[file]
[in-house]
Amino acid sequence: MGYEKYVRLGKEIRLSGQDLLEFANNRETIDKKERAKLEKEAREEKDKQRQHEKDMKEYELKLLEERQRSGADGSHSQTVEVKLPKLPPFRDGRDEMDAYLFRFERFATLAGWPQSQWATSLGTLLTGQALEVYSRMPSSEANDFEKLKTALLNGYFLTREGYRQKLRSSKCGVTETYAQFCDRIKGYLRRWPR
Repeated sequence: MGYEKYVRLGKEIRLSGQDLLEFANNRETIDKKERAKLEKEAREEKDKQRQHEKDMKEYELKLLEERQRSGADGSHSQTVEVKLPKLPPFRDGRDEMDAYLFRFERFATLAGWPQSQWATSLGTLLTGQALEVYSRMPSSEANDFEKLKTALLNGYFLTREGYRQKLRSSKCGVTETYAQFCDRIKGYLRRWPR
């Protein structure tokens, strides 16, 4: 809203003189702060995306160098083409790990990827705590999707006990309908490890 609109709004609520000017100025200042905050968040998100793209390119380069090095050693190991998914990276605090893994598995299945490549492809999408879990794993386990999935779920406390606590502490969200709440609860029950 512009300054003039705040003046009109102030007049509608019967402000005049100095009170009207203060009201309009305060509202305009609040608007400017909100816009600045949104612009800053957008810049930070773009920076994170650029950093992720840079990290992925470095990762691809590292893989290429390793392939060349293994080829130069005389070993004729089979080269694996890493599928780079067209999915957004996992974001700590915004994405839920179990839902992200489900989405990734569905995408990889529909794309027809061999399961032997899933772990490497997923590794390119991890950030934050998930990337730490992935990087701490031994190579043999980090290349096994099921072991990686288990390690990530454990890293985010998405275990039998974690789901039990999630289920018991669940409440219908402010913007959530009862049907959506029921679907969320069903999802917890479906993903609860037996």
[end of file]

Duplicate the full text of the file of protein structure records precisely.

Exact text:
[in-house]
Amino acid sequence: MGYEKYVRLGKEIRLSGQDLLEFANNRETIDKKERAKLEKEAREEKDKQRQHEKDMKEYELKLLEERQRSGADGSHSQTVEVKLPKLPPFRDGRDEMDAYLFRFERFATLAGWPQSQWATSLGTLLTGQALEVYSRMPSSEANDFEKLKTALLNGYFLTREGYRQKLRSSKCGVTETYAQFCDRIKGYLRRWPR
Repeated sequence: MGYEKYVRLGKEIRLSGQDLLEFANNRETIDKKERAKLEKEAREEKDKQRQHEKDMKEYELKLLEERQRSGADGSHSQTVEVKLPKLPPFRDGRDEMDAYLFRFERFATLAGWPQSQWATSLGTLLTGQALEVYSRMPSSEANDFEKLKTALLNGYFLTREGYRQKLRSSKCGVTETYAQFCDRIKGYLRRWPR
């Protein structure tokens, strides 16, 4: 809203003189702060995306160098083409790990990827705590999707006990309908490890 609109709004609520000017100025200042905050968040998100793209390119380069090095050693190991998914990276605090893994598995299945490549492809999408879990794993386990999935779920406390606590502490969200709440609860029950 512009300054003039705040003046009109102030007049509608019967402000005049100095009170009207203060009201309009305060509202305009609040608007400017909100816009600045949104612009800053957008810049930070773009920076994170650029950093992720840079990290992925470095990762691809590292893989290429390793392939060349293994080829130069005389070993004729089979080269694996890493599928780079067209999915957004996992974001700590915004994405839920179990839902992200489900989405990734569905995408990889529909794309027809061999399961032997899933772990490497997923590794390119991890950030934050998930990337730490992935990087701490031994190579043999980090290349096994099921072991990686288990390690990530454990890293985010998405275990039998974690789901039990999630289920018991669940409440219908402010913007959530009862049907959506029921679907969320069903999802917890479906993903609860037996």